Floyd Landis and A New Wrinkle on the Court of Public Opinion

Trial2.JPG

Some of you may recall that Floyd Landis is fighting allegations by the U.S. Anti-Doping Agency and World Anti-Doping Agency that Landis used testosterone to win the Tour de France. Today’s L.A. Times has an article about the fight and of possible note to this readership the way in which Landis is challenging the process. Landis has posted 370 pages of documents including the lab reports related to the dispute. According the Times, “The result is a vigorous debate on Internet message forums and bulletin boards about the science underlying the charge and whether Landis … has been unjustly accused.” Even more interesting “Landis’ representatives say they have gleaned a wealth of clues about how to attack the evidence when the case goes before an arbitration panel.”

The approach is being called the wiki defense.

Landis’s move seems to accomplish at least two things: 1) He is forcing an otherwise closed process into the open and 2) He is tapping into a large pool of knowledge including experts in the field to challenge the claims.

If this approach works, perhaps the court of public opinion will enter a new phase where defendants use technology to reach a larger audience to plead their case (and I suppose possibly taint juror pools though this instance is an arbitration) and where perhaps better science and analysis will come to bear on cases. My guess is that those who see this as a total revolution in how cases will operate will overstate its impact. Nonetheless, I wonder what would have happened in the O.J. or Kobe cases if there were a wiki where evidence was available to the public. If the material online were already in the public record and then posted online, it may simply be a further aspect of television broadcasts of trials. Yet, if one were a poor defendant or under-resourced public defender and could use the Web to access scientific and/or legal defense knowledge similar to what O.J. or Kobe could afford that could be quite an interesting development for the defense bar.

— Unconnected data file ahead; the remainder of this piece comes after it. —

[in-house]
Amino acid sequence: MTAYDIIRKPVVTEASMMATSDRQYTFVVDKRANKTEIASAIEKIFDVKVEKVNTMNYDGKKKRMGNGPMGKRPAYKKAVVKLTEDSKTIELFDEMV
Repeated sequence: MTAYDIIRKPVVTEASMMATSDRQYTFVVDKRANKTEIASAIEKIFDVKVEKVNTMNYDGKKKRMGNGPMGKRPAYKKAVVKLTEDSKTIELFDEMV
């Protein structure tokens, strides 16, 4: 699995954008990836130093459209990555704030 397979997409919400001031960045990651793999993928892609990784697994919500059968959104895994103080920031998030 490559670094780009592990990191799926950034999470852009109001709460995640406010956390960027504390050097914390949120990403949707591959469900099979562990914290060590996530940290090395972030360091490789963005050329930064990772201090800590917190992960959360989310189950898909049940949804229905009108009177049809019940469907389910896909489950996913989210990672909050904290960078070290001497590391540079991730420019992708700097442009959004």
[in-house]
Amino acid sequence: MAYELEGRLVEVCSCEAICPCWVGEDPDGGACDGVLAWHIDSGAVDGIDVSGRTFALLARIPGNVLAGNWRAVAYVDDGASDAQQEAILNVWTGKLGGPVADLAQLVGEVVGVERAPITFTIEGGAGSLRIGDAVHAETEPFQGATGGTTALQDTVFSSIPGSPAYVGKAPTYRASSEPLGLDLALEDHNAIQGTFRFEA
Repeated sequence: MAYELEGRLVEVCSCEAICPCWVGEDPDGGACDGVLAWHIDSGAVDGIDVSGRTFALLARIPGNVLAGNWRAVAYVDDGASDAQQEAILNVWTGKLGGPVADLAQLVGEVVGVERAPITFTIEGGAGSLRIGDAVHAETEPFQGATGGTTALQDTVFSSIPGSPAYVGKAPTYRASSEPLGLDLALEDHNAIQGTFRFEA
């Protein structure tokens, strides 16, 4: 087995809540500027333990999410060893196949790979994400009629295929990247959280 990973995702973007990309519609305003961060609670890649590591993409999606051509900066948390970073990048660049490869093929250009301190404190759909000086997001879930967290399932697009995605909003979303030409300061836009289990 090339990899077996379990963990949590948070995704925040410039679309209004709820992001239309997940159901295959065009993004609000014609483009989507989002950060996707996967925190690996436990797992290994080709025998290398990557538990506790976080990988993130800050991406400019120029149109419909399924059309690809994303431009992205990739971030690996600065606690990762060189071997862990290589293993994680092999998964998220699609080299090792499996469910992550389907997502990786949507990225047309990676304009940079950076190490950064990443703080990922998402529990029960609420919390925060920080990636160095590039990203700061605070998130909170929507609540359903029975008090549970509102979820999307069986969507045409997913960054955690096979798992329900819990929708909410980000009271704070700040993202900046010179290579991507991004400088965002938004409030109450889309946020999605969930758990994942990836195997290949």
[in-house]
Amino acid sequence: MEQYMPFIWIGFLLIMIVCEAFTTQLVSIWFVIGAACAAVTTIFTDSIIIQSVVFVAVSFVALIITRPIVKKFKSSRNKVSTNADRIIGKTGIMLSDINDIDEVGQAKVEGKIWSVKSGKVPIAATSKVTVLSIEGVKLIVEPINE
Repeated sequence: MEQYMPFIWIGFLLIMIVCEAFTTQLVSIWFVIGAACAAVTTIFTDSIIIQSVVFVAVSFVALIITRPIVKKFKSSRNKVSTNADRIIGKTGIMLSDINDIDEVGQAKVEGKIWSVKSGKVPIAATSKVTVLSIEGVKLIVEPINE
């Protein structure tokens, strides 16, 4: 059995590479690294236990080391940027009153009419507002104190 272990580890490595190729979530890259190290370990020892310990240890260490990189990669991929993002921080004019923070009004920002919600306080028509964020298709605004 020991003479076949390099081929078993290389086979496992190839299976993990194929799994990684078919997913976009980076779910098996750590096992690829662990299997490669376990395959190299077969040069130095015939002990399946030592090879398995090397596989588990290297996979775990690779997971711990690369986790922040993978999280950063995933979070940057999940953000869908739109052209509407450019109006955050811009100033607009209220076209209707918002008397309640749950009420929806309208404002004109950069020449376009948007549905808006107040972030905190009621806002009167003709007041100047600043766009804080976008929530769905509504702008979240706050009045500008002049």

Deven Desai

Deven Desai is an associate professor of law and ethics at the Scheller College of Business, Georgia Institute of Technology. He was also the first, and to date, only Academic Research Counsel at Google, Inc., and a Visiting Fellow at Princeton University’s Center for Information Technology Policy. He is a graduate of U.C. Berkeley and the Yale Law School. Professor Desai’s scholarship examines how business interests, new technology, and economic theories shape privacy and intellectual property law and where those arguments explain productivity or where they fail to capture society’s interest in the free flow of information and development. His work has appeared in leading law reviews and journals including the Georgetown Law Journal, Minnesota Law Review, Notre Dame Law Review, Wisconsin Law Review, and U.C. Davis Law Review.

You may also like...

1 Response

  1. Frank says:

    Yes, this is a fascinating development. I’ve hoped that scholars would start keeping articles as wiki’s…noting, say, ideas they’ve abandoned, or better citations for things that were only moderately well supported in the original article.

    But I suppose I should lead by example here rather than just wishing! Actually, Benkler’s Wealth of Networks wiki may be a good example.